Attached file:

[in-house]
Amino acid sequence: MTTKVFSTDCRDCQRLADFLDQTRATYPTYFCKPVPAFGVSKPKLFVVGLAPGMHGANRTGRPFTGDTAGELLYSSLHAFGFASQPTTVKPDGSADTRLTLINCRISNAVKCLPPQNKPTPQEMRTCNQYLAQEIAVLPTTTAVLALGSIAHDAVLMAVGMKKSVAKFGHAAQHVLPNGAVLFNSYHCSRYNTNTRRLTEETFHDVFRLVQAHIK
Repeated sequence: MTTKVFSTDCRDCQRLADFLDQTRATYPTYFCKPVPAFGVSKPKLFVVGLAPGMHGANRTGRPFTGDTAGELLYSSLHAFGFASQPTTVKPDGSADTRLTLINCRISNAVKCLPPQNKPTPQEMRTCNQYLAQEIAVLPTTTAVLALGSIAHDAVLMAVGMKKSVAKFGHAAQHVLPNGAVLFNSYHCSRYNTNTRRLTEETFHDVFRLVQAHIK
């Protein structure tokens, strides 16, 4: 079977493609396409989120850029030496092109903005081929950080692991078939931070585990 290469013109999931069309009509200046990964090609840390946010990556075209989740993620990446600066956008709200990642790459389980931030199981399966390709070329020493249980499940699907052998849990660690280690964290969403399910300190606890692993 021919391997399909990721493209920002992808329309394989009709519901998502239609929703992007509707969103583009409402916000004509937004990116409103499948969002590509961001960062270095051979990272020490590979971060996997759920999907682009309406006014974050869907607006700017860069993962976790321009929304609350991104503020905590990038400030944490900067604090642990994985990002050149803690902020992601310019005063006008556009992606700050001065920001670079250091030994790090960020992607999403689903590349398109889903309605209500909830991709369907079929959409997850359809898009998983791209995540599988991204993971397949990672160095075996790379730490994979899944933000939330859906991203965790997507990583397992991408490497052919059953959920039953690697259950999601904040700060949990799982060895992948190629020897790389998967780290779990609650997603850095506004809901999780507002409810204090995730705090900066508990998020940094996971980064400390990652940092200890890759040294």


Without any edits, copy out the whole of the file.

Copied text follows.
[in-house]
Amino acid sequence: MTTKVFSTDCRDCQRLADFLDQTRATYPTYFCKPVPAFGVSKPKLFVVGLAPGMHGANRTGRPFTGDTAGELLYSSLHAFGFASQPTTVKPDGSADTRLTLINCRISNAVKCLPPQNKPTPQEMRTCNQYLAQEIAVLPTTTAVLALGSIAHDAVLMAVGMKKSVAKFGHAAQHVLPNGAVLFNSYHCSRYNTNTRRLTEETFHDVFRLVQAHIK
Repeated sequence: MTTKVFSTDCRDCQRLADFLDQTRATYPTYFCKPVPAFGVSKPKLFVVGLAPGMHGANRTGRPFTGDTAGELLYSSLHAFGFASQPTTVKPDGSADTRLTLINCRISNAVKCLPPQNKPTPQEMRTCNQYLAQEIAVLPTTTAVLALGSIAHDAVLMAVGMKKSVAKFGHAAQHVLPNGAVLFNSYHCSRYNTNTRRLTEETFHDVFRLVQAHIK
């Protein structure tokens, strides 16, 4: 079977493609396409989120850029030496092109903005081929950080692991078939931070585990 290469013109999931069309009509200046990964090609840390946010990556075209989740993620990446600066956008709200990642790459389980931030199981399966390709070329020493249980499940699907052998849990660690280690964290969403399910300190606890692993 021919391997399909990721493209920002992808329309394989009709519901998502239609929703992007509707969103583009409402916000004509937004990116409103499948969002590509961001960062270095051979990272020490590979971060996997759920999907682009309406006014974050869907607006700017860069993962976790321009929304609350991104503020905590990038400030944490900067604090642990994985990002050149803690902020992601310019005063006008556009992606700050001065920001670079250091030994790090960020992607999403689903590349398109889903309605209500909830991709369907079929959409997850359809898009998983791209995540599988991204993971397949990672160095075996790379730490994979899944933000939330859906991203965790997507990583397992991408490497052919059953959920039953690697259950999601904040700060949990799982060895992948190629020897790389998967780290779990609650997603850095506004809901999780507002409810204090995730705090900066508990998020940094996971980064400390990652940092200890890759040294």